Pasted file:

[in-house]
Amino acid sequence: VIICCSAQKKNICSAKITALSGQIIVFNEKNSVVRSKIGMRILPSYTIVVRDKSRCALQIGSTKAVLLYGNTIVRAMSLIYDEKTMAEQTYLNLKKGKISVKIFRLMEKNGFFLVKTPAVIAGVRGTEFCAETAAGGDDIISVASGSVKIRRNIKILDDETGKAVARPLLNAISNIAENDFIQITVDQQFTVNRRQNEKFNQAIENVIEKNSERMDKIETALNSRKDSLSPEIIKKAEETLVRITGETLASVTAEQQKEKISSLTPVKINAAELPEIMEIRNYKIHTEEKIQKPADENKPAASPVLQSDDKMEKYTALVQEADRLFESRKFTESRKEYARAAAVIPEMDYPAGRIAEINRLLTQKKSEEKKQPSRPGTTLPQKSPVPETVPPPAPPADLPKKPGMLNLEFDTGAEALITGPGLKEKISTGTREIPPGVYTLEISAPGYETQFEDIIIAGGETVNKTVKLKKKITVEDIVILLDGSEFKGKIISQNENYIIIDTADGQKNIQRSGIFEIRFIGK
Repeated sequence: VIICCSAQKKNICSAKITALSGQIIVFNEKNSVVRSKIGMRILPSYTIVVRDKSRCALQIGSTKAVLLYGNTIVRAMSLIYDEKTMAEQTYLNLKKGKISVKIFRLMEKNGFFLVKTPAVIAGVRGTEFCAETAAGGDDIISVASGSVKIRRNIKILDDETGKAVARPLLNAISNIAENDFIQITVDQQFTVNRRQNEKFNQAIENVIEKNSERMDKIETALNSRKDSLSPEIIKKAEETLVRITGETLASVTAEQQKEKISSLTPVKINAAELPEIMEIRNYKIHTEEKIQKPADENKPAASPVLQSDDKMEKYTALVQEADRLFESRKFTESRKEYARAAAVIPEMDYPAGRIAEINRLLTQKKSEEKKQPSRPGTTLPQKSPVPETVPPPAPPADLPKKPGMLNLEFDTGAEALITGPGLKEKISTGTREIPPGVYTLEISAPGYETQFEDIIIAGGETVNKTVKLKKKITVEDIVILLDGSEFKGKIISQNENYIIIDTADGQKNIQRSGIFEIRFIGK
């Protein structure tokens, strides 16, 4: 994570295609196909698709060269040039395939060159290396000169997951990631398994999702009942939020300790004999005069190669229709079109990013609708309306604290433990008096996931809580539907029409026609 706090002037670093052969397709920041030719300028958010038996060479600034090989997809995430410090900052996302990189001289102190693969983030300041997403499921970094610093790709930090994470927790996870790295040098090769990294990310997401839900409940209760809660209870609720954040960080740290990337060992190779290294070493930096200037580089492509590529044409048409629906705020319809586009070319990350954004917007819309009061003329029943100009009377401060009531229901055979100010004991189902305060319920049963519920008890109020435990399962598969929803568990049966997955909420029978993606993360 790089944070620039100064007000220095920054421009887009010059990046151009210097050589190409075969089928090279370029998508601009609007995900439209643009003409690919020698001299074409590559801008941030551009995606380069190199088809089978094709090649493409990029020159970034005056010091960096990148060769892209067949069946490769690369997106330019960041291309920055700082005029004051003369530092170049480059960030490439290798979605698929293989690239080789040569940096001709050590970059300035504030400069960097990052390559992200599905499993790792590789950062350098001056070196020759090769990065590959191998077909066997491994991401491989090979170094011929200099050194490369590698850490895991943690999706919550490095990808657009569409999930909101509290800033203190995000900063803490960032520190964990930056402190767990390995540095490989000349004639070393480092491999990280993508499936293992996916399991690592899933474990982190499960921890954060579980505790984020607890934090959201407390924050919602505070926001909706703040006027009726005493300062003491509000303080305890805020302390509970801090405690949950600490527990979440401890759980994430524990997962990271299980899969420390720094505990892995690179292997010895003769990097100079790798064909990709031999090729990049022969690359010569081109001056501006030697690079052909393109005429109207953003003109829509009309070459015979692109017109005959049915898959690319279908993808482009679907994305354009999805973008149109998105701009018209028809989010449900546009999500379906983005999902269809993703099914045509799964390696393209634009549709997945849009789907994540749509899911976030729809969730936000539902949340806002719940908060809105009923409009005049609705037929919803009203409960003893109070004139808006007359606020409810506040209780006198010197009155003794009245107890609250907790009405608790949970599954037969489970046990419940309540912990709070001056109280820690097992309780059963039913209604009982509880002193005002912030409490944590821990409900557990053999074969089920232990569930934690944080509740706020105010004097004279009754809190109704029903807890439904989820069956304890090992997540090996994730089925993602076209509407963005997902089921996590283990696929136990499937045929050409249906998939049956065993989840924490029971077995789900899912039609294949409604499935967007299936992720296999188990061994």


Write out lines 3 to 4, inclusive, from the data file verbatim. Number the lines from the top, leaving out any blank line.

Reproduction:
Repeated sequence: VIICCSAQKKNICSAKITALSGQIIVFNEKNSVVRSKIGMRILPSYTIVVRDKSRCALQIGSTKAVLLYGNTIVRAMSLIYDEKTMAEQTYLNLKKGKISVKIFRLMEKNGFFLVKTPAVIAGVRGTEFCAETAAGGDDIISVASGSVKIRRNIKILDDETGKAVARPLLNAISNIAENDFIQITVDQQFTVNRRQNEKFNQAIENVIEKNSERMDKIETALNSRKDSLSPEIIKKAEETLVRITGETLASVTAEQQKEKISSLTPVKINAAELPEIMEIRNYKIHTEEKIQKPADENKPAASPVLQSDDKMEKYTALVQEADRLFESRKFTESRKEYARAAAVIPEMDYPAGRIAEINRLLTQKKSEEKKQPSRPGTTLPQKSPVPETVPPPAPPADLPKKPGMLNLEFDTGAEALITGPGLKEKISTGTREIPPGVYTLEISAPGYETQFEDIIIAGGETVNKTVKLKKKITVEDIVILLDGSEFKGKIISQNENYIIIDTADGQKNIQRSGIFEIRFIGK
């Protein structure tokens, strides 16, 4: 994570295609196909698709060269040039395939060159290396000169997951990631398994999702009942939020300790004999005069190669229709079109990013609708309306604290433990008096996931809580539907029409026609 706090002037670093052969397709920041030719300028958010038996060479600034090989997809995430410090900052996302990189001289102190693969983030300041997403499921970094610093790709930090994470927790996870790295040098090769990294990310997401839900409940209760809660209870609720954040960080740290990337060992190779290294070493930096200037580089492509590529044409048409629906705020319809586009070319990350954004917007819309009061003329029943100009009377401060009531229901055979100010004991189902305060319920049963519920008890109020435990399962598969929803568990049966997955909420029978993606993360 790089944070620039100064007000220095920054421009887009010059990046151009210097050589190409075969089928090279370029998508601009609007995900439209643009003409690919020698001299074409590559801008941030551009995606380069190199088809089978094709090649493409990029020159970034005056010091960096990148060769892209067949069946490769690369997106330019960041291309920055700082005029004051003369530092170049480059960030490439290798979605698929293989690239080789040569940096001709050590970059300035504030400069960097990052390559992200599905499993790792590789950062350098001056070196020759090769990065590959191998077909066997491994991401491989090979170094011929200099050194490369590698850490895991943690999706919550490095990808657009569409999930909101509290800033203190995000900063803490960032520190964990930056402190767990390995540095490989000349004639070393480092491999990280993508499936293992996916399991690592899933474990982190499960921890954060579980505790984020607890934090959201407390924050919602505070926001909706703040006027009726005493300062003491509000303080305890805020302390509970801090405690949950600490527990979440401890759980994430524990997962990271299980899969420390720094505990892995690179292997010895003769990097100079790798064909990709031999090729990049022969690359010569081109001056501006030697690079052909393109005429109207953003003109829509009309070459015979692109017109005959049915898959690319279908993808482009679907994305354009999805973008149109998105701009018209028809989010449900546009999500379906983005999902269809993703099914045509799964390696393209634009549709997945849009789907994540749509899911976030729809969730936000539902949340806002719940908060809105009923409009005049609705037929919803009203409960003893109070004139808006007359606020409810506040209780006198010197009155003794009245107890609250907790009405608790949970599954037969489970046990419940309540912990709070001056109280820690097992309780059963039913209604009982509880002193005002912030409490944590821990409900557990053999074969089920232990569930934690944080509740706020105010004097004279009754809190109704029903807890439904989820069956304890090992997540090996994730089925993602076209509407963005997902089921996590283990696929136990499937045929050409249906998939049956065993989840924490029971077995789900899912039609294949409604499935967007299936992720296999188990061994």